Marine Biology

, Volume 150, Issue 6, pp 1103–1113 | Cite as

Inter-specific and geographical variations in the fatty acid composition of mangrove leaves: implications for using fatty acids as a taxonomic tool and tracers of organic matter

  • T. MezianeEmail author
  • S. Y. Lee
  • P. L. Mfilinge
  • P. K. S. Shin
  • M. H. W. Lam
  • M. Tsuchiya
Research Article


Fatty acid compositions of the leaves of six species of mangroves were studied to ascertain their use as biomarkers for determining the fate of mangrove organic matter in the habitat and as taxonomic tool. Mangrove leaves were collected from three locations in the western Pacific Ocean: Moreton Bay (MB) (Australia), Hong Kong (China) and Okinawa (Japan). In MB, samples were collected from two sites separated by 15 km: Logan River Estuary (LRE) and Jabiru Island. In addition, along the LRE, leaves were collected from five stations at ∼2–3 km apart. Results show that the analysis of the entire fatty acid profiles of the mangrove leaves is a promising taxonomic tool as the profiles of most species were sufficiently different to be separated in an non-metric multidimensional scaling plot. In addition, geographically separated populations of the same species could also be identified by their fatty acid profiles. In most cases, two non-ubiquitous groups of fatty acids dominated in the mangrove leaves: the polyunsaturated 18:2ω6 and 18:3ω3 and the long chain fatty acids (≥24:0). With respect to the relative contributions of these fatty acids, three groups of species were identified, in which one or both groups of fatty acids may potentially be used as markers of the mangrove organic matter in the estuarine environment.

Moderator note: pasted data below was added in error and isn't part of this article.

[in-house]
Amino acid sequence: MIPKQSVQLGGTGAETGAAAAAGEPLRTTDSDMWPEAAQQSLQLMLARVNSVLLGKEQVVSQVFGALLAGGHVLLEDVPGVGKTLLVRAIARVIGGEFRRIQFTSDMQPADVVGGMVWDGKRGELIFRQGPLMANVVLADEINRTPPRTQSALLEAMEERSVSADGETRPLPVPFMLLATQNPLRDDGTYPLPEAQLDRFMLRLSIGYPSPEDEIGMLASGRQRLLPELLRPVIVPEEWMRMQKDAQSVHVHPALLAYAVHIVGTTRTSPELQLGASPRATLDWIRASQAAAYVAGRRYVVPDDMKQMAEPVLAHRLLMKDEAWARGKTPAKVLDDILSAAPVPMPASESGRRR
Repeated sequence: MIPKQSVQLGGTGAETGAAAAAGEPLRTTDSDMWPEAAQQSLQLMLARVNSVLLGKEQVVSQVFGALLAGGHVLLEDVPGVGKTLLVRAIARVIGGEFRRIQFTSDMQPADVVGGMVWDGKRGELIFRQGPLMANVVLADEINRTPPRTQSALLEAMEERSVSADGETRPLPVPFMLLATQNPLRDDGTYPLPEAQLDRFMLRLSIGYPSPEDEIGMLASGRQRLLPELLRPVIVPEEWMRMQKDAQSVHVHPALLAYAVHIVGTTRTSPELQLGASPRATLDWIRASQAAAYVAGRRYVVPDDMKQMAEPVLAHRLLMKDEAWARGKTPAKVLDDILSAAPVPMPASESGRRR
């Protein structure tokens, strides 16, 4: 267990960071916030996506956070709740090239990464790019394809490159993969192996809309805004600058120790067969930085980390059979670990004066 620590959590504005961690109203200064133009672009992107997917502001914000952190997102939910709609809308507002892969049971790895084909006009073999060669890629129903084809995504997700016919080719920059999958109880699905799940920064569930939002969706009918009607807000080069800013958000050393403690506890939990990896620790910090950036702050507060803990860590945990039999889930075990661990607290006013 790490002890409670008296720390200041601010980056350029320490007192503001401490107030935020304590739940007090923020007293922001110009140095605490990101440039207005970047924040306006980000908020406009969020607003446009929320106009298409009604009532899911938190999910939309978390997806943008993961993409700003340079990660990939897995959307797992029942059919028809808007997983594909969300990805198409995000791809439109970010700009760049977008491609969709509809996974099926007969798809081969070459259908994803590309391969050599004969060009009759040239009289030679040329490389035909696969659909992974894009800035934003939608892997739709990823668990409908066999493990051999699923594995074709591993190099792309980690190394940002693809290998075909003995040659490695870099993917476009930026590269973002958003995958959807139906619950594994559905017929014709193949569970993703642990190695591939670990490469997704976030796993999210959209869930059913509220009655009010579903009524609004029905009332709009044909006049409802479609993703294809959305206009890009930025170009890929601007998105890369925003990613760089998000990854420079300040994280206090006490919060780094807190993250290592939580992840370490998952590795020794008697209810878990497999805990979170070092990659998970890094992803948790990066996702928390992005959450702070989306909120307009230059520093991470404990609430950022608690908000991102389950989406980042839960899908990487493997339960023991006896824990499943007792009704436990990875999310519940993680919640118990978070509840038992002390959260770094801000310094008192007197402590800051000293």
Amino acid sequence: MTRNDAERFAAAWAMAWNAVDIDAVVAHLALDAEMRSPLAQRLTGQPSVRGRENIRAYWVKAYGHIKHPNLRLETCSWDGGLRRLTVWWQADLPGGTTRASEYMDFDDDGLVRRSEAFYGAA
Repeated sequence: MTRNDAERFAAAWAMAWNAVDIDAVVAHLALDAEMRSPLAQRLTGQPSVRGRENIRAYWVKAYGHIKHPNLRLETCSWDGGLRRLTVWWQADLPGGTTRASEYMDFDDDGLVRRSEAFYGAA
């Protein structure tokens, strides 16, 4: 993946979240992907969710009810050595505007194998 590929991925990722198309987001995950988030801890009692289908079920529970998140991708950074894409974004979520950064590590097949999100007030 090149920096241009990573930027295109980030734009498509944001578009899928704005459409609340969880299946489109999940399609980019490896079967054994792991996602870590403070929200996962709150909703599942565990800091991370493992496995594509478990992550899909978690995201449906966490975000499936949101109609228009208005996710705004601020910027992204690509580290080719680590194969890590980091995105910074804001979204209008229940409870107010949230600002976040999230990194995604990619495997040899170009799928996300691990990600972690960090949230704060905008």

Fatty Acid Composition Total Fatty Acid Fatty Acid Profile Mangrove Species Total Fatty Acid Content 
These keywords were added by machine and not by the authors. This process is experimental and the keywords may be updated as the learning algorithm improves.



This study was supported by an Australian Research Council Discovery Project grant to SYL and TM (DP0344546). We thank Ms Alice Ho for competent technical help in GC-MS analysis of the Hong Kong samples and two anonymous reviewers. Associate Professor Yujuan Chen (Zhongshan University, China) helped establishing some of the protocols for GC analysis.


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Copyright information

© Springer-Verlag 2006

Authors and Affiliations

  • T. Meziane
    • 1
    • 5
    Email author
  • S. Y. Lee
    • 2
  • P. L. Mfilinge
    • 3
  • P. K. S. Shin
    • 4
  • M. H. W. Lam
    • 4
  • M. Tsuchiya
    • 3
  1. 1.Centre for Aquatic Processes and PollutionGriffith University PMB 50 Gold CoastAustralia
  2. 2.Centre for Aquatic Processes and Pollution and School of Environmental and Applied ScienceGriffith UniversityPMB 50 Gold CoastAustralia
  3. 3.Laboratory of Ecology and Systematics, Faculty of ScienceUniversity of the Ryukyus NishiharaJapan
  4. 4.Department of Biology and ChemistryCity University of Hong Kong KowloonChina
  5. 5.UMR-CNRS 5178, Biologie des Organismes Marins et Ecosystèmes, Département Milieux et Peuplements Aquatiques, MNHNParis cedex 05France

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